On top of that, you’ll see that others have the same issues you do and you can help each other. Still one more benefit: you don’t have to take notes because you can save a transcript of each chat.

Get in on this perk early! Why? The fewer people on the chat, the more time YOU get! This is personalized coaching, guys! Even if only one person shows up for the chat, I’ll be there and you’ll get my undivided attention. So, click that button and become a patron. Here’s the link.

I would be thrilled with your support at any level. Come on over and see what else I’ve got.

Podcast 043: Boss hat/employee hat

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In this episode, I’ll talk about alternating between being the boss and being the employee in order to be more effective. Here are some highlights:

  • Why do I have to separate them?
  • What if I’m better at one than the other?
  • I just want to do it.


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This podcast is based on my book, 52 Simple Ways to Get Organized, available on my website. Each week I go into greater depth about one of the 52 ways. Some weeks I’ll take on different organizing topics and reader suggestions.

If you’d like to comment on the podcast, you can leave a review on iTunes. I read all your reviews, and  your positive, creative comments help others find my podcast.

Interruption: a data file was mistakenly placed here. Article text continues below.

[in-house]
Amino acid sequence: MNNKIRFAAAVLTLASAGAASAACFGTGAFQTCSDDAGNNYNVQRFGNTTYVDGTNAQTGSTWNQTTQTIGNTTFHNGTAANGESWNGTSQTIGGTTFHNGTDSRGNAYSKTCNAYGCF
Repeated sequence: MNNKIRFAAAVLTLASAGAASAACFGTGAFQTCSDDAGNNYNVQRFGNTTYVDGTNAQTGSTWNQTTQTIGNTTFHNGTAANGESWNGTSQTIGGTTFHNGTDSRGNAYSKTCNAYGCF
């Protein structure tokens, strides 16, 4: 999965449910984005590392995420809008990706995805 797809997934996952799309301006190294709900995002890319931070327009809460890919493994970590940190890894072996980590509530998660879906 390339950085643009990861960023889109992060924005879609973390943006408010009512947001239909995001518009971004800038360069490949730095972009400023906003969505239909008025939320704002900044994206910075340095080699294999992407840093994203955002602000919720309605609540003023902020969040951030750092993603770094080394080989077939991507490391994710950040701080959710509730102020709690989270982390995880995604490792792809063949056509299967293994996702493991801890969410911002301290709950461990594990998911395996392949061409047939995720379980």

If you have a question for me that you’d like me to address on the podcast, please post it on my Facebook page, Instagram or Twitter.

Photo: tom_bullock

Podcast 029: Make your tasks into a card game

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cards-932406_640Subscribe:  iTunes  ⋅  Stitcher  ⋅  Soundcloud ⋅  YouTube  ⋅  Google Play

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In this episode, I’ll talk about how you can make your regular tasks into a card game and make them more fun. Here are some highlights:

  • How do I play?
  • What kind of tasks will work for this game?
  • What if I don’t want to do any of them?

Subscribe:  iTunes  ⋅  Stitcher  ⋅  Soundcloud ⋅  YouTube  ⋅  Google Play

This podcast is based on my book, 52 Simple Ways to Get Organized, available on my website. Each week I go into greater depth about one of the 52 ways. Some weeks I’ll take on different organizing topics and reader suggestions.

If you’d like to comment on the podcast, you can leave a review on iTunes. I read all your reviews, and  your positive, creative comments help others find my podcast.

If you have a question for me that you’d like me to address on the podcast, please post it on my Facebook page, Instagram or Twitter.

Podcast 001: Make filing easier

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Stacked office files: pile of paperwork in an office

In this episode, I’ll talk about what you need to file, and the many things you don’t need to keep at all. Here are some highlights:

  • But I might need it!
  • How do I know if it’s important?
  • What if I’m afraid to get rid of it?

This podcast is based on my book, 52 Simple Ways to Get Organized, available on my website. Each week I go into greater depth about one of the 52 ways. Some weeks I’ll take on different organizing topics and reader suggestions.

If you’d like to comment on the podcast, you can leave a review on iTunes. I read all your reviews, and  your positive, creative comments help others find my podcast.

If you have a question for me that you’d like me to address on the podcast, please post it on my Facebook page, Instagram or Twitter.